20070422, 14:05  #1 
Jun 2003
Oxford, UK
3×5^{4} Posts 
A new very prime k
Working as I do with nice large k, I thought I would introduce you to k=531131527270075522241760982081252274580435
I don't know what the nash weight is here, because k is too large for the nash calculator I have. This k looks to as if it might better the currently known ultimate in producing primes as it is a Payam 162 number (no k in the power series k*2^n1 has a prime factor where the order base 2 of primes is 162 or less), and has many many more small primes than the average such k. n=19763 and 19764 provide the largest of 7 Sophie Germains, 6 of which are over n=100, and 13521 and 13523 produced a near miss. I will soon complete testing to n=100,000. At the time of writing I have tested to 90,137 and it has produced 142 primes, well up there with the best of k's discovered in my + search, and because of the density of numbers requiring checking can be expected to produce many more up to 1,000,000. The current record, plus or minus, is 169 primes for a k, on the plus side. 
20070424, 17:16  #2  
Jun 2003
Oxford, UK
1875_{10} Posts 
Quote:
Progress, now with this big k is 143 primes and n=101317, and I only had 7 plus numbers better than this. Record for 143 primes...n=76635. all of these numbers had smaller nash weights. 

20070426, 13:24  #3  
Feb 2003
771_{16} Posts 
Quote:
(That's quite close to the max. possible Nash weight of 10000). A modified version of the Nash calculator (which now supports your ultra large values of k) is attached (source and Linux binary). 

20070426, 13:41  #4 
Nov 2003
2·1,811 Posts 
A 42digit k! And quite an attractive one. Shall we try team sieving? But reaching 1M is going to be a major task and will take us ages

20070426, 13:49  #5 
May 2005
2×809 Posts 
Yeah, I am having troubles reaching n=700000 with my 9digit k=736320585 with ~142 candidates in every 1000 range of n

20070426, 15:11  #6 
Feb 2003
11101110001_{2} Posts 
Note, that Geoff's srsieves are restricted to k<2^64 (or 2^63?). Only Phil's ksieve would be able to cope with a k like this.
Perhaps, one should consider a multiple k team sieve on a small set of about 10 k or so, which are within the capabilities of Geoff's srsieves (up to about 20 digits). The problem with those high weight ks is that you'll get lots of primes at the smaller ns, but you'll encounter large gaps once you reach the "interesting" regions of n>250000 or so (means: primes which would enter the Top5000 list). Taking a multiple k set would give some nice averaging over these gaps (as we already learned from our other team drives). But means even more LLR tests to reach n=1M, of course... Last fiddled with by Thomas11 on 20070426 at 15:12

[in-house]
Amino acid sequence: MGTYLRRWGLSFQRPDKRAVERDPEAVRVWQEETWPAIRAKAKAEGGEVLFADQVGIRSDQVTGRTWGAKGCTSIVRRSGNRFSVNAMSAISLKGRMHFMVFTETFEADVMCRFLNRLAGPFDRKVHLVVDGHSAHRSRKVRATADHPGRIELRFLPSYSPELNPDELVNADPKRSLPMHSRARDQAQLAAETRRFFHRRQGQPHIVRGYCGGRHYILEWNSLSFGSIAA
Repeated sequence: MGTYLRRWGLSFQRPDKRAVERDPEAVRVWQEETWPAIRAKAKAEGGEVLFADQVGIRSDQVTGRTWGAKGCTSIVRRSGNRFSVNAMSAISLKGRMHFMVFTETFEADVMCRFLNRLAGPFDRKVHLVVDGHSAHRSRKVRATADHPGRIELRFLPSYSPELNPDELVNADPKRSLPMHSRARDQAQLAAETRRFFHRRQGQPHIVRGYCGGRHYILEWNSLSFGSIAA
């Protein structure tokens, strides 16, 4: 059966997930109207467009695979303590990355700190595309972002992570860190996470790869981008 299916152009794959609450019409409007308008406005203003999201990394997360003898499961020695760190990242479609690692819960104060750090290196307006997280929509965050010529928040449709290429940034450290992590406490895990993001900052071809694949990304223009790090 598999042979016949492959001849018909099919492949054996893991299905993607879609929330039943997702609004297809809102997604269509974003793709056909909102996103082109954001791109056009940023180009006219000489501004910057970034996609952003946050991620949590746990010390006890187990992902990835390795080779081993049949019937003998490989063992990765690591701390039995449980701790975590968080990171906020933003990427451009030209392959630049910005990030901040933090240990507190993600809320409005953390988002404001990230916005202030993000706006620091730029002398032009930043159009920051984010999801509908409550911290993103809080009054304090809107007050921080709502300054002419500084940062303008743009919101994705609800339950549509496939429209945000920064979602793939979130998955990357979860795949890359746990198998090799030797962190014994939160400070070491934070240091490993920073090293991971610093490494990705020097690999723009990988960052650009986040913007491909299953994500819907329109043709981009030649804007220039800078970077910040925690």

20070426, 16:37  #7  
Jun 2003
Oxford, UK
3×5^{4} Posts 
Quote:
If there is a way to split the Newpgen into segments for distributed computing, it might work. In the meanwhile, the following are prime for n above 100000 101060 102124 106385 So now I have 145 primes, and have checked as far as 111185, and I have my second machine now, working on 130000  140000 Next week I will inherit two big desktops so I am hoping to start to generate some real work, instead of theorising and playing around with small primes. 

20070426, 16:46  #8 
Jun 2003
Oxford, UK
1875_{10} Posts 
If you can create a windoze version I can check the 800 or so payam 162 numbers I have generated, and see if there is a larger Nash weight  either that or I can send you the file of numbers.

20070426, 16:56  #9  
Jun 2003
Oxford, UK
1875_{10} Posts 
Quote:
BTW, the most prime k through the 100000 to 250000 range produced: 104186 105283 107911 122428 123760 125392 126478 129152 129850 137749 172113 174521 184521 202474 206409 214727 226714 231290 240057 243709 That is a lot of primes, and where they come up is anyones guess. PS. this prime had a gap from 243709 to the recently discovered 300332. So in one way you are right. We could prove you wrong 

20070426, 17:28  #10  
Feb 2003
3×5×127 Posts 
Quote:
A Windows binary of the Nash calculator is attached, though I don't know whether it works on a nonP4 (nonSSE2) machine... Last fiddled with by Thomas11 on 20070426 at 17:29 

20070429, 08:19  #11 
Jun 2003
2·3^{3}·29 Posts 
Robert,
I am interested in finding k's that produce alot of primes. How did you come up with this k? Please explain your method. Thanks! 
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